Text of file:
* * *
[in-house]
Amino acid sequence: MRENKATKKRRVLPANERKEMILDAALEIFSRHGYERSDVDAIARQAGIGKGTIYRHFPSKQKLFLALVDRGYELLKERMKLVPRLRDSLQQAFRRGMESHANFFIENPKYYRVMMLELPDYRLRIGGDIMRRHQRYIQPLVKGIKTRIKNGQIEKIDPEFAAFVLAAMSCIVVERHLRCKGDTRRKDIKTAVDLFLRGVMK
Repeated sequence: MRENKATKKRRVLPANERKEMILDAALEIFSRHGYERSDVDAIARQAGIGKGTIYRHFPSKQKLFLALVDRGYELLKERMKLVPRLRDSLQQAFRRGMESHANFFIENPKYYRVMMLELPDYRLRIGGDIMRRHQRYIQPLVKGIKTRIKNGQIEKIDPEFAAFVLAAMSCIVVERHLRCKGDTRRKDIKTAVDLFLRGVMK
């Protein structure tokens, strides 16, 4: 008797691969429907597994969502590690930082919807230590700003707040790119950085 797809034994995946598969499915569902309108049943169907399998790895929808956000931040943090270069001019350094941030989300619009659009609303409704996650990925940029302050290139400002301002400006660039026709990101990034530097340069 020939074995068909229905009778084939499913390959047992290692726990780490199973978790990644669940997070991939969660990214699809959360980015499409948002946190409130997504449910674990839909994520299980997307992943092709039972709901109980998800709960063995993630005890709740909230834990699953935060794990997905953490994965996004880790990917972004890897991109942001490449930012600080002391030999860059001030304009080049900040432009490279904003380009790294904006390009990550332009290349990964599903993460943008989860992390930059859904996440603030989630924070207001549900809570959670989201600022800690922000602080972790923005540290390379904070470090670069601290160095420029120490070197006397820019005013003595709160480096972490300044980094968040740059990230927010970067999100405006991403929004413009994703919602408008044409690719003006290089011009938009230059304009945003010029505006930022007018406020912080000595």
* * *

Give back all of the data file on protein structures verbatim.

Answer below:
[in-house]
Amino acid sequence: MRENKATKKRRVLPANERKEMILDAALEIFSRHGYERSDVDAIARQAGIGKGTIYRHFPSKQKLFLALVDRGYELLKERMKLVPRLRDSLQQAFRRGMESHANFFIENPKYYRVMMLELPDYRLRIGGDIMRRHQRYIQPLVKGIKTRIKNGQIEKIDPEFAAFVLAAMSCIVVERHLRCKGDTRRKDIKTAVDLFLRGVMK
Repeated sequence: MRENKATKKRRVLPANERKEMILDAALEIFSRHGYERSDVDAIARQAGIGKGTIYRHFPSKQKLFLALVDRGYELLKERMKLVPRLRDSLQQAFRRGMESHANFFIENPKYYRVMMLELPDYRLRIGGDIMRRHQRYIQPLVKGIKTRIKNGQIEKIDPEFAAFVLAAMSCIVVERHLRCKGDTRRKDIKTAVDLFLRGVMK
């Protein structure tokens, strides 16, 4: 008797691969429907597994969502590690930082919807230590700003707040790119950085 797809034994995946598969499915569902309108049943169907399998790895929808956000931040943090270069001019350094941030989300619009659009609303409704996650990925940029302050290139400002301002400006660039026709990101990034530097340069 020939074995068909229905009778084939499913390959047992290692726990780490199973978790990644669940997070991939969660990214699809959360980015499409948002946190409130997504449910674990839909994520299980997307992943092709039972709901109980998800709960063995993630005890709740909230834990699953935060794990997905953490994965996004880790990917972004890897991109942001490449930012600080002391030999860059001030304009080049900040432009490279904003380009790294904006390009990550332009290349990964599903993460943008989860992390930059859904996440603030989630924070207001549900809570959670989201600022800690922000602080972790923005540290390379904070470090670069601290160095420029120490070197006397820019005013003595709160480096972490300044980094968040740059990230927010970067999100405006991403929004413009994703919602408008044409690719003006290089011009938009230059304009945003010029505006930022007018406020912080000595």